Retro Re-release Roundup, week of September 2, 2021
Everything is once again fine.
whatever COOKIE CLICKER HYPE
- Platform: Nintendo Switch, PlayStation 4 (worldwide)
- Price: $7.99 / €6.99 / £6.29
- Publisher: Hamster
What's this? A US military-themed side-scrolling shooting game, developed by NMK and distributed in arcades by UPL in 1990, with a Mega Drive conversion retitled Fire Mustang released by Taito the following year; the systems are utterly conventional in theory, but as with a lot of later NMK games, the oddities of the particulars will emerge with repeated play (usually to kill or disadvantage you in a very silly way).
Why should I care? You want the stoic charm of P-47 but with the infuriating jank of Hacha Mecha Fighter, and you have an extreme tolerance for strobing bullets.
Useless fact: For many years, this game's (quite catchy) music was not supported by MAME, and so players would often play a bootleg version that was configured to use the audio hardware from Seibu Kaihatsu's Raiden, complete with stolen Raiden music.
- Platform: PC via Steam (worldwide)
- Price: $29.99 or equivalent
- Publisher: crim Co. Ltd
What's this? A visually-arresting third-person action/platformer very loosely themed after the Book of Enoch, originally released by Ignition Entertainment for Xbox 360 and PlayStation 3 in 2011 under extremely strained circumstances: in short, the publisher was bought and the development team disbanded several months before the game was due to be released, and was completed by a skeleton crew who were forced to cut out significant chunks of the game that they were no longer able to finish making. Now under the ownership of director Sawaki Takeyasu after a protracted IP acquisition process, this PC port has been produced by one of the old programmers and is essentially just the console game running on PC, albeit with an expanded and translated version of the post-game novel that serves to illuminate players on what might've been.
Why should I care? El Shaddai is a game that had the potential to be fantastic but, as it currently exists, merely looks cool while offering very little to do before it ends; even if remains as-is forevermore, it ought to be re-circulated as a reminder of how dull most games still look in comparison, but the sales of this re-release may end up directly funding the addition and completion of the game's excised content, or even a sequel, so there's one more excuse to double-dip, should you demand it.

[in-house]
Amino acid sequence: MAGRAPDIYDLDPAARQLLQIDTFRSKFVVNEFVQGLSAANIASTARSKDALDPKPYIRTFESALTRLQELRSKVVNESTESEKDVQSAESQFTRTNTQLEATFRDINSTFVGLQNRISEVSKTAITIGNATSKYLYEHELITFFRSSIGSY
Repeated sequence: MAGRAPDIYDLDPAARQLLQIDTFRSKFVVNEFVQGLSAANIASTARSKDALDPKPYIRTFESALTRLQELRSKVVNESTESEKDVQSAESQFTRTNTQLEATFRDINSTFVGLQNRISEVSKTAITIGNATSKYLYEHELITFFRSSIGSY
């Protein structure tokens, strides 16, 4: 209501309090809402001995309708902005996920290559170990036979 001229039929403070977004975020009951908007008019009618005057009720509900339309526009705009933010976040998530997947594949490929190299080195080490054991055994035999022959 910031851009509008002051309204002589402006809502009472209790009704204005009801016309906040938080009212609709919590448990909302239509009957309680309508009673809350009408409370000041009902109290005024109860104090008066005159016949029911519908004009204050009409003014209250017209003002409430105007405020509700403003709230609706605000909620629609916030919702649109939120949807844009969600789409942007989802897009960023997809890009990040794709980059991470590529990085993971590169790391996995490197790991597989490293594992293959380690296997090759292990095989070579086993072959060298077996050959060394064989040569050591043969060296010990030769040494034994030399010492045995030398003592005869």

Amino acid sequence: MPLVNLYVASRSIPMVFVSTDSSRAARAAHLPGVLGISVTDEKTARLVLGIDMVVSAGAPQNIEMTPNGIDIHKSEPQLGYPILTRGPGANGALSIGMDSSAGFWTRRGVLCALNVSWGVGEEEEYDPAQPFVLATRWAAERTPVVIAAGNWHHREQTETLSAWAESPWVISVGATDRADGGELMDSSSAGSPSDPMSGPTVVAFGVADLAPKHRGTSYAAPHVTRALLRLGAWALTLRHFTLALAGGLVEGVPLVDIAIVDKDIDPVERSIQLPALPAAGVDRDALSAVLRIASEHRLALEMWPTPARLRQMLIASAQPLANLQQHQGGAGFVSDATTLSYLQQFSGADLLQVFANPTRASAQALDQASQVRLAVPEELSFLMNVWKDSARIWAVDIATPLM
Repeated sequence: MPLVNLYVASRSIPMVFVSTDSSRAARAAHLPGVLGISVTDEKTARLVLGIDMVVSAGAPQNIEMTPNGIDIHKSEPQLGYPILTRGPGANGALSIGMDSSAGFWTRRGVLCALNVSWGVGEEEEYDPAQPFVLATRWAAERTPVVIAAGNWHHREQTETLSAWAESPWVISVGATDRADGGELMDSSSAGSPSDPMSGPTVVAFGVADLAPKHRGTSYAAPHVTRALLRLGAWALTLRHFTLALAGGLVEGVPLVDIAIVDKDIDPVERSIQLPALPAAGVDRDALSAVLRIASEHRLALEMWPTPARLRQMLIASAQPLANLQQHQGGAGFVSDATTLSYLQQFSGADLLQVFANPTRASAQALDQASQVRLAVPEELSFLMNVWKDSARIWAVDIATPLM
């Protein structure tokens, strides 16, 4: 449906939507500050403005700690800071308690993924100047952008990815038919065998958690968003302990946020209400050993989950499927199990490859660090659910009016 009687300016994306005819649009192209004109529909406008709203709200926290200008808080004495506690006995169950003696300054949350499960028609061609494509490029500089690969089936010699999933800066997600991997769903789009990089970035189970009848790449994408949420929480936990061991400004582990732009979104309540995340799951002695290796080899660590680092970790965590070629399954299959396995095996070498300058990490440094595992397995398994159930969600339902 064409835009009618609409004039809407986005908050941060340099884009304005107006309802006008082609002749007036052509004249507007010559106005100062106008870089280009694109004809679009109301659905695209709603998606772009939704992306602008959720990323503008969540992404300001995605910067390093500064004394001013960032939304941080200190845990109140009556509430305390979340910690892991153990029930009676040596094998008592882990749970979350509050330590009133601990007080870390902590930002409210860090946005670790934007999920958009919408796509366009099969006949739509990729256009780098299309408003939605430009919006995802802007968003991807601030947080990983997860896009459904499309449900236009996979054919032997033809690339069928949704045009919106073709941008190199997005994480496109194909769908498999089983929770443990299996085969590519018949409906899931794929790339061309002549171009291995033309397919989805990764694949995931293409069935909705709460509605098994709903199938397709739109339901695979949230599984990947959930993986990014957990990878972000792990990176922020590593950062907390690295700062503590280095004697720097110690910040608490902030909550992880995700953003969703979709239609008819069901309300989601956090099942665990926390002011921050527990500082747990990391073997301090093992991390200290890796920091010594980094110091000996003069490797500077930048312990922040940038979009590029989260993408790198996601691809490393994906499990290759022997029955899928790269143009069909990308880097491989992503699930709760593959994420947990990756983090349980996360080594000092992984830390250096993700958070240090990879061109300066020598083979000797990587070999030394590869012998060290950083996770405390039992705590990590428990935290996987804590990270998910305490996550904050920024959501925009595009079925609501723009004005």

Helpful tip: You can currently get the deluxe edition (with art book & soundtrack) for the price of the base game for the next two weeks, and even the price of the base game has been fluctuating as the devs play Price is Right with the Steam community forums, so it may very well be cheaper than the price I've listed by the time you read this article.
- Platform: Nintendo Switch (North America, Europe)
- Price: $39.99 or equivalent
- Publisher: Nippon Ichi Software USA
What's this? A double-pack containing ever-so-slightly-remastered ports of two PlayStation 2-era Nippon Ichi strategy-RPGs: Phantom Brave, originally released in 2004 and subsequently ported and expanded for Wii, PlayStation Portable and PC, and Soul Nomad and the World Eaters, originally released in 2007 and never ported until now. Each game is presented with upscaled graphics, higher-quality music and the inclusion of DLC where applicable.
Why should I care? I've never been able to answer this question as it pertains to NIS SRPGs and I never will.
Helpful tip: Phantom Brave's been on PC for a minute, but Soul Nomad was freshly listed on Steam alongside this Switch compilation.
- Platform: Nintendo Switch, PlayStation 4, Xbox (North America, Europe)
- Price: $5.99 or equivalent
- Publisher: Mommy's Best Games
What's this? A side-scrolling run-and-gun with a slight exploratory bent and an each-life-is-a-different-character gimmick, originally developed and published by Mommy's Best Games for the Xbox Live Indie Games service in 2008; this remaster offer upscaled graphical assets with support to up to 4K resolutions, adjustments for widescreen and several adjustments, rebalances and additions including new collectibles in each stage and a "Death Brushing" mechanic that enacts a slo-mo effect immediately before a character takes a hit, allowing players a last-second chance to dodge.
Why should I care? Many of Mommy's Best Games' games live and die by a defining gimmick that one may or may not gel with, but Weapon of Choice is perhaps the most conventional of the lot and a good starting point for someone who wants to dive into their catalog, or just someone looking for a console-style run-and-gun.
Useless fact: This game was a launch title for the XBLIG service and as such, received slightly more media coverage than none at all.